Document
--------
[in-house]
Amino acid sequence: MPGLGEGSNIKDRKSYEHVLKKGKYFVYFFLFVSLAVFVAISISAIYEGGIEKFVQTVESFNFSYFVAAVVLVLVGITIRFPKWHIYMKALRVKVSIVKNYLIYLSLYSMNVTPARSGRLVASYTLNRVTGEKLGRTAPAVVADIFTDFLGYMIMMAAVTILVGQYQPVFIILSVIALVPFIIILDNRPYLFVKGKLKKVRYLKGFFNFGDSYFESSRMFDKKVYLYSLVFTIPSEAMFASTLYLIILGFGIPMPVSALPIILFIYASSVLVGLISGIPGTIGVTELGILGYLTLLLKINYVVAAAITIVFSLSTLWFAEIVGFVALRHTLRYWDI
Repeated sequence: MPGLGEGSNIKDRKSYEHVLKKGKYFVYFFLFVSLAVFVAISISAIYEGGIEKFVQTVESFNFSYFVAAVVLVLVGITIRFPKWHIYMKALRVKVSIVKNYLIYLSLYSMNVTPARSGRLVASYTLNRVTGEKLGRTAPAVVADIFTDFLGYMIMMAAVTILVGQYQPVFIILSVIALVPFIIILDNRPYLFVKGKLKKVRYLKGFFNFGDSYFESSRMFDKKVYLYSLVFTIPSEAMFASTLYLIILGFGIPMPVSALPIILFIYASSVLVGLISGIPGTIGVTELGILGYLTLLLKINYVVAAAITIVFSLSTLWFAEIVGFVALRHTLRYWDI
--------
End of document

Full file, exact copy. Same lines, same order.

[in-house]
Amino acid sequence: MPGLGEGSNIKDRKSYEHVLKKGKYFVYFFLFVSLAVFVAISISAIYEGGIEKFVQTVESFNFSYFVAAVVLVLVGITIRFPKWHIYMKALRVKVSIVKNYLIYLSLYSMNVTPARSGRLVASYTLNRVTGEKLGRTAPAVVADIFTDFLGYMIMMAAVTILVGQYQPVFIILSVIALVPFIIILDNRPYLFVKGKLKKVRYLKGFFNFGDSYFESSRMFDKKVYLYSLVFTIPSEAMFASTLYLIILGFGIPMPVSALPIILFIYASSVLVGLISGIPGTIGVTELGILGYLTLLLKINYVVAAAITIVFSLSTLWFAEIVGFVALRHTLRYWDI
Repeated sequence: MPGLGEGSNIKDRKSYEHVLKKGKYFVYFFLFVSLAVFVAISISAIYEGGIEKFVQTVESFNFSYFVAAVVLVLVGITIRFPKWHIYMKALRVKVSIVKNYLIYLSLYSMNVTPARSGRLVASYTLNRVTGEKLGRTAPAVVADIFTDFLGYMIMMAAVTILVGQYQPVFIILSVIALVPFIIILDNRPYLFVKGKLKKVRYLKGFFNFGDSYFESSRMFDKKVYLYSLVFTIPSEAMFASTLYLIILGFGIPMPVSALPIILFIYASSVLVGLISGIPGTIGVTELGILGYLTLLLKINYVVAAAITIVFSLSTLWFAEIVGFVALRHTLRYWDI